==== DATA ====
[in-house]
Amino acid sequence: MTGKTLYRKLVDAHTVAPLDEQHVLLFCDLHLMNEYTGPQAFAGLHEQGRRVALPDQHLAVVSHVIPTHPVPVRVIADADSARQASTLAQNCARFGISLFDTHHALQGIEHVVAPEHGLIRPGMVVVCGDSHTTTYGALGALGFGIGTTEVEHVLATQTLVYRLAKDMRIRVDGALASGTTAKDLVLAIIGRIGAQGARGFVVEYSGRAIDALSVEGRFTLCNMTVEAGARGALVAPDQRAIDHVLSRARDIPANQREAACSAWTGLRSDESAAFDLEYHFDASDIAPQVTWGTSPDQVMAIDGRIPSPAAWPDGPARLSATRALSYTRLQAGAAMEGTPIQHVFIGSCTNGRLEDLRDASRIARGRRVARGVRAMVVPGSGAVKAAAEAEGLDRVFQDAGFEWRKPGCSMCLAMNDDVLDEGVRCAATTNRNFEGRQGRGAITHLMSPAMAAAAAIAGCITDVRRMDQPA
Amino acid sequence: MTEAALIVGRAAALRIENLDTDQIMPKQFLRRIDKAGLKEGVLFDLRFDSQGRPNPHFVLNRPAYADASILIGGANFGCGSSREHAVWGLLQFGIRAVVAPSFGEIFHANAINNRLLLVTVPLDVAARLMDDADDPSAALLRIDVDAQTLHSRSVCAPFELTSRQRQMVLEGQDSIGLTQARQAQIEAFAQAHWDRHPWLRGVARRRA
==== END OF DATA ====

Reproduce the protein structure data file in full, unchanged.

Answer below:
[in-house]
Amino acid sequence: MTGKTLYRKLVDAHTVAPLDEQHVLLFCDLHLMNEYTGPQAFAGLHEQGRRVALPDQHLAVVSHVIPTHPVPVRVIADADSARQASTLAQNCARFGISLFDTHHALQGIEHVVAPEHGLIRPGMVVVCGDSHTTTYGALGALGFGIGTTEVEHVLATQTLVYRLAKDMRIRVDGALASGTTAKDLVLAIIGRIGAQGARGFVVEYSGRAIDALSVEGRFTLCNMTVEAGARGALVAPDQRAIDHVLSRARDIPANQREAACSAWTGLRSDESAAFDLEYHFDASDIAPQVTWGTSPDQVMAIDGRIPSPAAWPDGPARLSATRALSYTRLQAGAAMEGTPIQHVFIGSCTNGRLEDLRDASRIARGRRVARGVRAMVVPGSGAVKAAAEAEGLDRVFQDAGFEWRKPGCSMCLAMNDDVLDEGVRCAATTNRNFEGRQGRGAITHLMSPAMAAAAAIAGCITDVRRMDQPA
Amino acid sequence: MTEAALIVGRAAALRIENLDTDQIMPKQFLRRIDKAGLKEGVLFDLRFDSQGRPNPHFVLNRPAYADASILIGGANFGCGSSREHAVWGLLQFGIRAVVAPSFGEIFHANAINNRLLLVTVPLDVAARLMDDADDPSAALLRIDVDAQTLHSRSVCAPFELTSRQRQMVLEGQDSIGLTQARQAQIEAFAQAHWDRHPWLRGVARRRA